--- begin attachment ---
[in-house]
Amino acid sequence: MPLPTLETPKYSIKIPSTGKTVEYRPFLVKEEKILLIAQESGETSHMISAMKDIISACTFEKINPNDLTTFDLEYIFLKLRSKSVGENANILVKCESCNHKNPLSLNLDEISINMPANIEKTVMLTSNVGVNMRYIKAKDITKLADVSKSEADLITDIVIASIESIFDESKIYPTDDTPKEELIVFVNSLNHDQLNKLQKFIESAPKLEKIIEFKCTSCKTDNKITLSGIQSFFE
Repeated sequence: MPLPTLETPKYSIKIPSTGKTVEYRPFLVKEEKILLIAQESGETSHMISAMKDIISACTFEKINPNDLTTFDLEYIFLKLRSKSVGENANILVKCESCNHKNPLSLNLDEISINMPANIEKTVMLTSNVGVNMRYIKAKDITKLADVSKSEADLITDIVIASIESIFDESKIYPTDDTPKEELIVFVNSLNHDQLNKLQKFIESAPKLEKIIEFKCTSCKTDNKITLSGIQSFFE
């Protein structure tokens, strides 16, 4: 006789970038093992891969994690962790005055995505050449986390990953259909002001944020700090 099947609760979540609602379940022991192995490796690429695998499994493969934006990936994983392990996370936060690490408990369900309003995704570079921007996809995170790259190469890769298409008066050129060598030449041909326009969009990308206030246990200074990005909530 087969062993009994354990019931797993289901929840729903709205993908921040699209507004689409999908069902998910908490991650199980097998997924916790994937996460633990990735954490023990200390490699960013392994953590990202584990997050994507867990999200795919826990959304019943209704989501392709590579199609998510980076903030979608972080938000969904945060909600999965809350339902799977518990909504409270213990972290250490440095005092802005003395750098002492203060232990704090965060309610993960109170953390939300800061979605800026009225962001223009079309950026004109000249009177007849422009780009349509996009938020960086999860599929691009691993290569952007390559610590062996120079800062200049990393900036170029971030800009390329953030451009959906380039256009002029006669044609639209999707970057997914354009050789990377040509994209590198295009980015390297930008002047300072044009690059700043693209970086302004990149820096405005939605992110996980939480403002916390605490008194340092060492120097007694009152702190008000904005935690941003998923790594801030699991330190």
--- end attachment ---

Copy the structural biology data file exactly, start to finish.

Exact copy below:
[in-house]
Amino acid sequence: MPLPTLETPKYSIKIPSTGKTVEYRPFLVKEEKILLIAQESGETSHMISAMKDIISACTFEKINPNDLTTFDLEYIFLKLRSKSVGENANILVKCESCNHKNPLSLNLDEISINMPANIEKTVMLTSNVGVNMRYIKAKDITKLADVSKSEADLITDIVIASIESIFDESKIYPTDDTPKEELIVFVNSLNHDQLNKLQKFIESAPKLEKIIEFKCTSCKTDNKITLSGIQSFFE
Repeated sequence: MPLPTLETPKYSIKIPSTGKTVEYRPFLVKEEKILLIAQESGETSHMISAMKDIISACTFEKINPNDLTTFDLEYIFLKLRSKSVGENANILVKCESCNHKNPLSLNLDEISINMPANIEKTVMLTSNVGVNMRYIKAKDITKLADVSKSEADLITDIVIASIESIFDESKIYPTDDTPKEELIVFVNSLNHDQLNKLQKFIESAPKLEKIIEFKCTSCKTDNKITLSGIQSFFE
């Protein structure tokens, strides 16, 4: 006789970038093992891969994690962790005055995505050449986390990953259909002001944020700090 099947609760979540609602379940022991192995490796690429695998499994493969934006990936994983392990996370936060690490408990369900309003995704570079921007996809995170790259190469890769298409008066050129060598030449041909326009969009990308206030246990200074990005909530 087969062993009994354990019931797993289901929840729903709205993908921040699209507004689409999908069902998910908490991650199980097998997924916790994937996460633990990735954490023990200390490699960013392994953590990202584990997050994507867990999200795919826990959304019943209704989501392709590579199609998510980076903030979608972080938000969904945060909600999965809350339902799977518990909504409270213990972290250490440095005092802005003395750098002492203060232990704090965060309610993960109170953390939300800061979605800026009225962001223009079309950026004109000249009177007849422009780009349509996009938020960086999860599929691009691993290569952007390559610590062996120079800062200049990393900036170029971030800009390329953030451009959906380039256009002029006669044609639209999707970057997914354009050789990377040509994209590198295009980015390297930008002047300072044009690059700043693209970086302004990149820096405005939605992110996980939480403002916390605490008194340092060492120097007694009152702190008000904005935690941003998923790594801030699991330190």